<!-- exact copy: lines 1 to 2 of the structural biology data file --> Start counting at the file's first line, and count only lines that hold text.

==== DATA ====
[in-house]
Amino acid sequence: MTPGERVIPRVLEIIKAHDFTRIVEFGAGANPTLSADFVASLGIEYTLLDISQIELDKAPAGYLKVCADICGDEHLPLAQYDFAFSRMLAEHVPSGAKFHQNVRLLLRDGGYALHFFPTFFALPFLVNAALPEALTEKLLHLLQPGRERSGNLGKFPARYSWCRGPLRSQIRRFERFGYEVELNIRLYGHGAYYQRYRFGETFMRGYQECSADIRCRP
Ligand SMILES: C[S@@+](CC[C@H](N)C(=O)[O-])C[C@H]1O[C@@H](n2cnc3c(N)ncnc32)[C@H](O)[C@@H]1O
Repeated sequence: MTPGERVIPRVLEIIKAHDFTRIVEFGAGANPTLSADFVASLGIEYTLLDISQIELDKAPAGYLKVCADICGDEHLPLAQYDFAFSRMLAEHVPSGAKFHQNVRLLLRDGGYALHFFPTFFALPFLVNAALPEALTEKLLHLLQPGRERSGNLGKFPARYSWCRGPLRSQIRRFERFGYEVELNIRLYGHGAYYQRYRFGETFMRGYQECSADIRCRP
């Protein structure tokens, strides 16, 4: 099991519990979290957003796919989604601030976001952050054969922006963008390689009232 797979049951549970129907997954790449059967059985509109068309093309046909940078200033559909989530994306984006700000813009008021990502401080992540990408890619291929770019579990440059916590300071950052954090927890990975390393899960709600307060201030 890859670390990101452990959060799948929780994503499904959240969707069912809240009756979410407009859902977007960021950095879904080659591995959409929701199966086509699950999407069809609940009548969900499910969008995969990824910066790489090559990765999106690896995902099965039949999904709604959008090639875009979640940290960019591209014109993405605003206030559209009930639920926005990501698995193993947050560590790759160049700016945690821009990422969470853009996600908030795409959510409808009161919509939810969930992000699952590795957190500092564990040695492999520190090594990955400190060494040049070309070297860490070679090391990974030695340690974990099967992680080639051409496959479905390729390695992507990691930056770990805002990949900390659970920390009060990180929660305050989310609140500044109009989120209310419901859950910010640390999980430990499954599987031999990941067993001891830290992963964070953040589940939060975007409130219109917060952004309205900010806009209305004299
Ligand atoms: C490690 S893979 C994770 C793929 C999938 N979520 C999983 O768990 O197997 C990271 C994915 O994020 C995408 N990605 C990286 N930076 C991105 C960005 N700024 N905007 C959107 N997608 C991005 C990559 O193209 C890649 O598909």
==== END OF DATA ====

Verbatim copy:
[in-house]
Amino acid sequence: MTPGERVIPRVLEIIKAHDFTRIVEFGAGANPTLSADFVASLGIEYTLLDISQIELDKAPAGYLKVCADICGDEHLPLAQYDFAFSRMLAEHVPSGAKFHQNVRLLLRDGGYALHFFPTFFALPFLVNAALPEALTEKLLHLLQPGRERSGNLGKFPARYSWCRGPLRSQIRRFERFGYEVELNIRLYGHGAYYQRYRFGETFMRGYQECSADIRCRP